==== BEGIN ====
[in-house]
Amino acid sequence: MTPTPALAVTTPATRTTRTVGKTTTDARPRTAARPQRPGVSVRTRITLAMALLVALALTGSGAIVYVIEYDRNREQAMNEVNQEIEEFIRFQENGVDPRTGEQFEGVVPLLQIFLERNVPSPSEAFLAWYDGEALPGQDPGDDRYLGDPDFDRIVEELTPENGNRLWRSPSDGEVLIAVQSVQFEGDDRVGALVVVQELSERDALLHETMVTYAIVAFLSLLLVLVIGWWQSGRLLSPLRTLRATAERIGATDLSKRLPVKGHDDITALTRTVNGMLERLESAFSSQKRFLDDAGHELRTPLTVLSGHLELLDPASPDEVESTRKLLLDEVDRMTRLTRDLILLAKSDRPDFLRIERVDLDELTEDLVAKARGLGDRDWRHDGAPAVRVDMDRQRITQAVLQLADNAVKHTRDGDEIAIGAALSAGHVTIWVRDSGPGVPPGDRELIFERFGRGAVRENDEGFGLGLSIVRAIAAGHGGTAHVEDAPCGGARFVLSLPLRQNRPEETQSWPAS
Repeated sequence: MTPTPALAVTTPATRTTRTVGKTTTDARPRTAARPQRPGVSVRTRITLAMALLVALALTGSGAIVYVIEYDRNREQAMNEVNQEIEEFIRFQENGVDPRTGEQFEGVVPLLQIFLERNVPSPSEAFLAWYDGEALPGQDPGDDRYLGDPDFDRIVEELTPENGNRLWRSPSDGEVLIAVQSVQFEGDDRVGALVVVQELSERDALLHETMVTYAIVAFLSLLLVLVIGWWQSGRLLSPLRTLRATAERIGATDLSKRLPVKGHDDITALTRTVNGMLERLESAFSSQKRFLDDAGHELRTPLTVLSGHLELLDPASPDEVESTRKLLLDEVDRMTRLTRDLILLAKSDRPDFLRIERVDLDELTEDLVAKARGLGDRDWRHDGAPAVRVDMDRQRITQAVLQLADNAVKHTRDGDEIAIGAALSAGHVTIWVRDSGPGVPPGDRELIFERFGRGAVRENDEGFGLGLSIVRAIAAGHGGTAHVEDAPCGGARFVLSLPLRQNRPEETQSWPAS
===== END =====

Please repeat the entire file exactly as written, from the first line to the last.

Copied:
[in-house]
Amino acid sequence: MTPTPALAVTTPATRTTRTVGKTTTDARPRTAARPQRPGVSVRTRITLAMALLVALALTGSGAIVYVIEYDRNREQAMNEVNQEIEEFIRFQENGVDPRTGEQFEGVVPLLQIFLERNVPSPSEAFLAWYDGEALPGQDPGDDRYLGDPDFDRIVEELTPENGNRLWRSPSDGEVLIAVQSVQFEGDDRVGALVVVQELSERDALLHETMVTYAIVAFLSLLLVLVIGWWQSGRLLSPLRTLRATAERIGATDLSKRLPVKGHDDITALTRTVNGMLERLESAFSSQKRFLDDAGHELRTPLTVLSGHLELLDPASPDEVESTRKLLLDEVDRMTRLTRDLILLAKSDRPDFLRIERVDLDELTEDLVAKARGLGDRDWRHDGAPAVRVDMDRQRITQAVLQLADNAVKHTRDGDEIAIGAALSAGHVTIWVRDSGPGVPPGDRELIFERFGRGAVRENDEGFGLGLSIVRAIAAGHGGTAHVEDAPCGGARFVLSLPLRQNRPEETQSWPAS
Repeated sequence: MTPTPALAVTTPATRTTRTVGKTTTDARPRTAARPQRPGVSVRTRITLAMALLVALALTGSGAIVYVIEYDRNREQAMNEVNQEIEEFIRFQENGVDPRTGEQFEGVVPLLQIFLERNVPSPSEAFLAWYDGEALPGQDPGDDRYLGDPDFDRIVEELTPENGNRLWRSPSDGEVLIAVQSVQFEGDDRVGALVVVQELSERDALLHETMVTYAIVAFLSLLLVLVIGWWQSGRLLSPLRTLRATAERIGATDLSKRLPVKGHDDITALTRTVNGMLERLESAFSSQKRFLDDAGHELRTPLTVLSGHLELLDPASPDEVESTRKLLLDEVDRMTRLTRDLILLAKSDRPDFLRIERVDLDELTEDLVAKARGLGDRDWRHDGAPAVRVDMDRQRITQAVLQLADNAVKHTRDGDEIAIGAALSAGHVTIWVRDSGPGVPPGDRELIFERFGRGAVRENDEGFGLGLSIVRAIAAGHGGTAHVEDAPCGGARFVLSLPLRQNRPEETQSWPAS